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East Asia's growth: technology or accumulation?

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  • GC. Rodrigo

Abstract

Krugman, building on the work of Alwyn Young, has argued that hypergrowth in East Asia derives mostly from factor accumulation, owing little to technological change. Yet this explanation is at odds with what analysts of technological change have to say about technology acquisition in these countries. This article examines the Young-Krugman thesis and argues that the problem lies in the misconception of technological change as distinct from accumulation. The critique is taken further by means of a review of the multifaceted way that technology raises the productivity of labor. It is argued that technology is carried not as disembodied knowledge, but as techniques hard-coded in physical devices and structures, by patterns soft-coded in human and organizational capabilities and business-friendly institutions, formal and informal. These operate as symbiotic complements, not separable substitutes as assumed in conventional theory. These arguments are supplemented by perspectives introduced from the technology literature. Since the respective roles and relationship between accumulation and technology are scrutinized, the analysis provides important policy conclusions on the value of East Asian growth strategies. Copyright 2000 Western Economic Association International.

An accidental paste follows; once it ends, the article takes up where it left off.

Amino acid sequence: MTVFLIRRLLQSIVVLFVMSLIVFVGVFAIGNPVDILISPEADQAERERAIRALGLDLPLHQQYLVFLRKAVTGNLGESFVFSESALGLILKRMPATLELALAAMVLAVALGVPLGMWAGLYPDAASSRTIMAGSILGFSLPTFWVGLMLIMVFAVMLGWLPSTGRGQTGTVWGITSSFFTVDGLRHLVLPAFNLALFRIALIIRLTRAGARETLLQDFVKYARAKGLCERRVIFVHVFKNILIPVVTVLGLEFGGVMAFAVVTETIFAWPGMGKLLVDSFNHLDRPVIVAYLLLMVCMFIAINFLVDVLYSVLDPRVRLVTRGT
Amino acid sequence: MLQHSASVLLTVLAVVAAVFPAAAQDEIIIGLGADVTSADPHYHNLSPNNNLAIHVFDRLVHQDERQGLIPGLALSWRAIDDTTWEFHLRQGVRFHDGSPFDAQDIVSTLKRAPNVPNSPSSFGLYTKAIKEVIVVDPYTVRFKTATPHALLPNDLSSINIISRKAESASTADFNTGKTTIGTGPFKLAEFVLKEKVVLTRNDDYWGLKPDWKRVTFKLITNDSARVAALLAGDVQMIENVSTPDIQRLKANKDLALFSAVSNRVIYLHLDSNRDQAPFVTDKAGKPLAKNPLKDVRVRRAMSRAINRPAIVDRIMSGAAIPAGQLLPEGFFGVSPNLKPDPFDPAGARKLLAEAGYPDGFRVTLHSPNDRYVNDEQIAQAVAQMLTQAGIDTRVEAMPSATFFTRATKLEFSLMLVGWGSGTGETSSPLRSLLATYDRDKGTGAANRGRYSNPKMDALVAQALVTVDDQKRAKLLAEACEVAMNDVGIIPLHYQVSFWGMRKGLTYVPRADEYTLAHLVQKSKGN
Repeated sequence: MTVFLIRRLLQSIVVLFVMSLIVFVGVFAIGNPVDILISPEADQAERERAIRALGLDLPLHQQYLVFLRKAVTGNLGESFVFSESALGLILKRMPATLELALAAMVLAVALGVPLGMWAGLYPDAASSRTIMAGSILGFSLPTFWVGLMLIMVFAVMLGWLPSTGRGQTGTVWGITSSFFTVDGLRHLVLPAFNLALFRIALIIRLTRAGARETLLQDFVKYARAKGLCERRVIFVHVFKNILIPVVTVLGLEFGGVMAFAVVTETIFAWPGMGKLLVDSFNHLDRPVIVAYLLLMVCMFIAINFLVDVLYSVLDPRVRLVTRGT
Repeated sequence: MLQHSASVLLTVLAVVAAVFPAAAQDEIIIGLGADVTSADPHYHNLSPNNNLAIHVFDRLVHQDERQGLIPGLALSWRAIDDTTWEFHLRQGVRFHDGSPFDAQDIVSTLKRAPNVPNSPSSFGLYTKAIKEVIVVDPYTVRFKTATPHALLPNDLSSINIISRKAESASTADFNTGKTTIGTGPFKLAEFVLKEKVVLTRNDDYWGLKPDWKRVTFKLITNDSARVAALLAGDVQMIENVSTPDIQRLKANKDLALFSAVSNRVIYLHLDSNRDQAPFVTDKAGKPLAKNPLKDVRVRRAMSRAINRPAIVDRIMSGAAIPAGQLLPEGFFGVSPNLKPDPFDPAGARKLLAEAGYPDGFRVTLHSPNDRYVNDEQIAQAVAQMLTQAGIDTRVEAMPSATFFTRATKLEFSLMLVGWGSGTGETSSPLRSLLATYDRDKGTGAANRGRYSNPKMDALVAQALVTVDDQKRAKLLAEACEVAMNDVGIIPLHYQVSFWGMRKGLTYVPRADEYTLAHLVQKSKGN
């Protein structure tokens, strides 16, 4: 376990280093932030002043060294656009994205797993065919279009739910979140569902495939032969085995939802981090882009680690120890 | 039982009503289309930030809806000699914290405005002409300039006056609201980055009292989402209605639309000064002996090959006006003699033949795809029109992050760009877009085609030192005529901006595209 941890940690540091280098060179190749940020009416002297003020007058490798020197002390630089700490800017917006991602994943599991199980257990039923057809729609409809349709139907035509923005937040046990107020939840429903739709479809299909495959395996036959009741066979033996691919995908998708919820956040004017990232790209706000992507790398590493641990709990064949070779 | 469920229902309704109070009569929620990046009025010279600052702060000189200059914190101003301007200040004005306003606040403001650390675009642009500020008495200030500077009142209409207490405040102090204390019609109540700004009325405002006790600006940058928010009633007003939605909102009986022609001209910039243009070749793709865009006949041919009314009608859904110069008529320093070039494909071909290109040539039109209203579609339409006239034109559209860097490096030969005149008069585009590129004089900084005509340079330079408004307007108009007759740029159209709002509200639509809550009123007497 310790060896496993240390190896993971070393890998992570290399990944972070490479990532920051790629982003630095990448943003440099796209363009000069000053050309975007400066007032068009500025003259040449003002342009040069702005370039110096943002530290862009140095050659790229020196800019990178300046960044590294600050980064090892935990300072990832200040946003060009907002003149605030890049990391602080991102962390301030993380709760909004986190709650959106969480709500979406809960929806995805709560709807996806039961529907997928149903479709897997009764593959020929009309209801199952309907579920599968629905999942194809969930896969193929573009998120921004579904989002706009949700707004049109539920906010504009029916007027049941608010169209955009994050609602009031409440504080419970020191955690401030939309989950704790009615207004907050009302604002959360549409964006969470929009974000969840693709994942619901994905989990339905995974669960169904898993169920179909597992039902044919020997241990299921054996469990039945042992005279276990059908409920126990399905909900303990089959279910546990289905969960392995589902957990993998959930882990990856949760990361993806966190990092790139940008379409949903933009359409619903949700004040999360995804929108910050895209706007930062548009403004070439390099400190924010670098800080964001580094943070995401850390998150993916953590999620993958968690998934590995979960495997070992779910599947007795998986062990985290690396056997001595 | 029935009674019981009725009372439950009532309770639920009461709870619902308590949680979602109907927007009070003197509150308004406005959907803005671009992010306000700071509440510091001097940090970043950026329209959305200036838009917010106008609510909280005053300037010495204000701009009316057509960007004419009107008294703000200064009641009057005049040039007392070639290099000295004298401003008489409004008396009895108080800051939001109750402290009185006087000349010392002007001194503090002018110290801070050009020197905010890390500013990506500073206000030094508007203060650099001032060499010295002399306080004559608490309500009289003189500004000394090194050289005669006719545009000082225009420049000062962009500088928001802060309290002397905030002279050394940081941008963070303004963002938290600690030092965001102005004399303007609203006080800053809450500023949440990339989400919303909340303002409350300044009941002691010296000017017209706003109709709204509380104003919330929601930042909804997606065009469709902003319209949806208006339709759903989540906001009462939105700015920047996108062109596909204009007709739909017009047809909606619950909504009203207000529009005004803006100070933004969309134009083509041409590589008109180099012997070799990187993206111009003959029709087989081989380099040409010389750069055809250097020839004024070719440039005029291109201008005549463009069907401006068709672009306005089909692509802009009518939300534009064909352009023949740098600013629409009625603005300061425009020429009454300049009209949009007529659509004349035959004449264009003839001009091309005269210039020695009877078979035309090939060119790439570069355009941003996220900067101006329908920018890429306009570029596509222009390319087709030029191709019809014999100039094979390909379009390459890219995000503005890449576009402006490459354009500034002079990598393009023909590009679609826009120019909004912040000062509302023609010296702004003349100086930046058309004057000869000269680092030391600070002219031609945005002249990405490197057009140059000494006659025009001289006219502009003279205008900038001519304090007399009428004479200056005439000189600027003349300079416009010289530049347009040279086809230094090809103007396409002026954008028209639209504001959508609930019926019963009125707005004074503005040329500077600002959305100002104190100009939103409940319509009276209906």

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Bibliographic Info

Article provided by Western Economic Association International in its journal Contemporary Economic Policy.

Volume (Year): 18 (2000)
Issue (Month): 2 (04)
Pages: 215-227

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Handle: RePEc:bla:coecpo:v:18:y:2000:i:2:p:215-227

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Cited by:
  1. Enzo Weber, 2006. "Common and Uncommon Sources of Growth in Asia Pacific," SFB 649 Discussion Papers SFB649DP2006-064, Sonderforschungsbereich 649, Humboldt University, Berlin, Germany.
  2. Lall, Somik V. & Rodrigo, G. Chris, 2000. "Perspectives on the sources of heterogeneity in Indian industry," Policy Research Working Paper Series 2496, The World Bank.
  3. Chia-Hung Sun, 2005. "Productivity growth in East Asian manufacturing: a fading miracle or measurement problem?," Journal of International Development, John Wiley & Sons, Ltd., vol. 17(1), pages 1-19.

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